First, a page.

The most common worry we hear from web-site owners is that they are afraid to change their web pages. Probing this fear further, we consistently hear that people are afraid of losing their search ranking status as a result of making changes. This is a misplaced and unfounded fear.
The confusion and concern over web-site page changes is centered around the difference and distinction between domain name age and web page age.
Web search results on Google and other search engines are ranked by formulas that are kept secret by the search engine. However, Google and other search engines publish guidelines for web sites. Analyzing these guidelines makes it clear there are two conflicting recommendations that confuse web site owners.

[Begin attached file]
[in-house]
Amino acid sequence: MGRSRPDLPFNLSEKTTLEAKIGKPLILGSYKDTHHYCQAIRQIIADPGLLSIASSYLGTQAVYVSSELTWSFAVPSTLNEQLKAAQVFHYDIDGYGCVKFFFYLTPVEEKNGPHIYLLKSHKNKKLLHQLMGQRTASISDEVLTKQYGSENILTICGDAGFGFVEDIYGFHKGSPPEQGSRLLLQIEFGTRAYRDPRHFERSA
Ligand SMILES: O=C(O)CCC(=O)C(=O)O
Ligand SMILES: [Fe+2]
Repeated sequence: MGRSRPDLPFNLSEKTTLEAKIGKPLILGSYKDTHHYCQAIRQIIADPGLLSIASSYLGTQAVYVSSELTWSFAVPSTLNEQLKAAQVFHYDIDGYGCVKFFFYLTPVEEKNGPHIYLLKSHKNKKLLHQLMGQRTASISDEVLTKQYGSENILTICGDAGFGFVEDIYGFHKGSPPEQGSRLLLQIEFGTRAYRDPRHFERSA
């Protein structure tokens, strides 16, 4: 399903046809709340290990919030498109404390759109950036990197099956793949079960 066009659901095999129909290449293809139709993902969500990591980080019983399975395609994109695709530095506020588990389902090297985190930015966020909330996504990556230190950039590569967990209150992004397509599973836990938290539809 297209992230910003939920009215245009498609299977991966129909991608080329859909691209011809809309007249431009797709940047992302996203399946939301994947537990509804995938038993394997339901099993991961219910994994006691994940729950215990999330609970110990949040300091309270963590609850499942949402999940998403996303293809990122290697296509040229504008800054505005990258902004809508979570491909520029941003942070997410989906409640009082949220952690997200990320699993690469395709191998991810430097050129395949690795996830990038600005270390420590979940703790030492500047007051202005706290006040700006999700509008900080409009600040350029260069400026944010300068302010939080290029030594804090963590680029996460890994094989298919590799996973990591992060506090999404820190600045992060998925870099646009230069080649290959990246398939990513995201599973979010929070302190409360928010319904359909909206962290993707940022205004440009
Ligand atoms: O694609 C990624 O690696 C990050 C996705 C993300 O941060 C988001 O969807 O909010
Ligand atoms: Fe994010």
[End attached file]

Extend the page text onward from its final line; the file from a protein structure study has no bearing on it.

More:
One guideline is that web-sites may be ranked by the age of the domain name. A domain name that is ten years old is considered more stable and authoritative than a newer domain name. Another recent guideline from Google indicates that pages that have been recently revised are considered to be more relevant and ranked higher than older pages.
Since web site and page ranking is primarily based on page content, any revisions to a web-site should include as much of the original content as possible. When page names are changed, this doesn’t pose a problem for search engine spiders as long as the new pages are properly linked and visible. Using inter-linking between pages and providing an accurate site map page help ensure that the search engine spider can effectively crawl across the site and discover every new page.
Pages that are obsolete or have inadequate page names should be removed and deleted to prevent being indexed and included in searches. These pages will be removed from searche results when the search engine receives a “404” error from the web-site indicating the page has been removed.